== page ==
Part 3 of 3 In Parts 1 & 2 we discovered that Paul's call and commission, as the pioneer apostle to the Gentiles, was unique and normative for the church universally. We will now explore these implications for the apostolic mode and message. Mode As the pioneer – and thus proto-type – apostle to the Gentiles Paul modelled God's strategy for the expansion of the Gospel … [Read more...]
Books of the Bible
This teaching stream explores various Books of the Bible and how to interpret them.
Because the Holy Scriptures have been inspired and superintended by the Holy Spirit they command our attention. As God’s Word they are worthy of serious study and exegesis. Using the normal laws of grammar and language, these studies therefore will apply the hermeneutical (i.e. interpretive) principle of context so as to accurately exegete – draw out – the meaning of the text.
Part 2 of 3 In Part 1 we considered the principle of progressive revelation, observing that Paul's revelation of the Gospel was a fulfilment of Jesus' promise that I still have many things to say to you, but you cannot bear them now. When the Spirit of truth comes, he will guide you into all the truth. Jn 16:12 Premise Our premise is that the Bible is the Word of God, … [Read more...]
Part 1 of 3 But the path of the righteous is like the light of dawn, which shines brighter and brighter until full day. Proverbs 4:18 I still have many things to say to you, but you cannot bear them now. When the Spirit of truth comes, he will guide you into all the truth, for he will not speak on his own authority, but whatever he hears he will speak, and he will declare to … [Read more...]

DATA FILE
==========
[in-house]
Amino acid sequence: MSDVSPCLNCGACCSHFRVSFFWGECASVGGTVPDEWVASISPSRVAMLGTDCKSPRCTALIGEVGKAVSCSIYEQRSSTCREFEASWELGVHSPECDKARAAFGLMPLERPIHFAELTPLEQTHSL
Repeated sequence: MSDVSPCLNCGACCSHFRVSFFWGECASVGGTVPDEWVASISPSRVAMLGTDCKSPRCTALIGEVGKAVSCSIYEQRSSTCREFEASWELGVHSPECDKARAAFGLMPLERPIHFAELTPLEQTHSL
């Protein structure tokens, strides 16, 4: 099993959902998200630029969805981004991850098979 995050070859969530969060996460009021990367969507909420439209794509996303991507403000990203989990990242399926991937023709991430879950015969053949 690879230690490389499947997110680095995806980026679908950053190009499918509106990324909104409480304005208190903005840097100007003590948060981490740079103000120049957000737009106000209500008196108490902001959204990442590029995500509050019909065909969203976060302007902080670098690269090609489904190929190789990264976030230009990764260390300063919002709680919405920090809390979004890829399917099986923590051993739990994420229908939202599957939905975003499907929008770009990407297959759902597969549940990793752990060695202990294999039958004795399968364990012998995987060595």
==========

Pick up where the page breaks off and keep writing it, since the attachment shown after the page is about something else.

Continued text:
A brief explanation on how to interpret the Books of the Bible. Because the Holy Scriptures have been inspired and superintended by the Holy Spirit they command our attention. As God’s Word they are worthy of serious study and exegesis. As we study the Scriptures we must allow them to speak for themselves. Hence, the task of biblical exegesis is to draw out the meaning of the … [Read more...]
The prophecy in Isaiah 60-62 utilizes figurative and poetic language, related to Israel’s history as a nation, to envision postexilic life in a restored and magnified Zion. As the ideal theocratic society, it is the place of God’s visible glory in his people: righteousness, justice, prosperity, and unceasing peace and joy, causing the influx of the nations to serve Zion. … [Read more...]